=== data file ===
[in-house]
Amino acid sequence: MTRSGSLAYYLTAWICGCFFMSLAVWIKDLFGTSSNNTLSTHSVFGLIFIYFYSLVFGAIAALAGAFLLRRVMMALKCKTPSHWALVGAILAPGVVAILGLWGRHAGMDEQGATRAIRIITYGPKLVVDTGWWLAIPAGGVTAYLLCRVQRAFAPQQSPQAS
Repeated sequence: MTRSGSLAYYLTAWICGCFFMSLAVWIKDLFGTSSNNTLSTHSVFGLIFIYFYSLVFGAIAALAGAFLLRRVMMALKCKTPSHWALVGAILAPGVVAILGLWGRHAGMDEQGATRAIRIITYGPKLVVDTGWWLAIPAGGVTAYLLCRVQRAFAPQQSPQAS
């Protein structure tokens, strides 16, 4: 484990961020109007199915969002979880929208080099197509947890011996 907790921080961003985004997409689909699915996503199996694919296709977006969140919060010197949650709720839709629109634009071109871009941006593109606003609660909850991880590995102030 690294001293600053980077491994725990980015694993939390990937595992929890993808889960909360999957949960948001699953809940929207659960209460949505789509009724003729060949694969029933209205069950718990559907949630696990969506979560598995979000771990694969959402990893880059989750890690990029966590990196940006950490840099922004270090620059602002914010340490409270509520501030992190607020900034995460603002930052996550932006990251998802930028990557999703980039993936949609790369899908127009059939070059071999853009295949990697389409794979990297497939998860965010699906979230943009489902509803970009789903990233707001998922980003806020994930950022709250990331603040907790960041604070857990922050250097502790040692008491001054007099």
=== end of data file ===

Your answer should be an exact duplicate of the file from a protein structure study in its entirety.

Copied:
[in-house]
Amino acid sequence: MTRSGSLAYYLTAWICGCFFMSLAVWIKDLFGTSSNNTLSTHSVFGLIFIYFYSLVFGAIAALAGAFLLRRVMMALKCKTPSHWALVGAILAPGVVAILGLWGRHAGMDEQGATRAIRIITYGPKLVVDTGWWLAIPAGGVTAYLLCRVQRAFAPQQSPQAS
Repeated sequence: MTRSGSLAYYLTAWICGCFFMSLAVWIKDLFGTSSNNTLSTHSVFGLIFIYFYSLVFGAIAALAGAFLLRRVMMALKCKTPSHWALVGAILAPGVVAILGLWGRHAGMDEQGATRAIRIITYGPKLVVDTGWWLAIPAGGVTAYLLCRVQRAFAPQQSPQAS
């Protein structure tokens, strides 16, 4: 484990961020109007199915969002979880929208080099197509947890011996 907790921080961003985004997409689909699915996503199996694919296709977006969140919060010197949650709720839709629109634009071109871009941006593109606003609660909850991880590995102030 690294001293600053980077491994725990980015694993939390990937595992929890993808889960909360999957949960948001699953809940929207659960209460949505789509009724003729060949694969029933209205069950718990559907949630696990969506979560598995979000771990694969959402990893880059989750890690990029966590990196940006950490840099922004270090620059602002914010340490409270509520501030992190607020900034995460603002930052996550932006990251998802930028990557999703980039993936949609790369899908127009059939070059071999853009295949990697389409794979990297497939998860965010699906979230943009489902509803970009789903990233707001998922980003806020994930950022709250990331603040907790960041604070857990922050250097502790040692008491001054007099």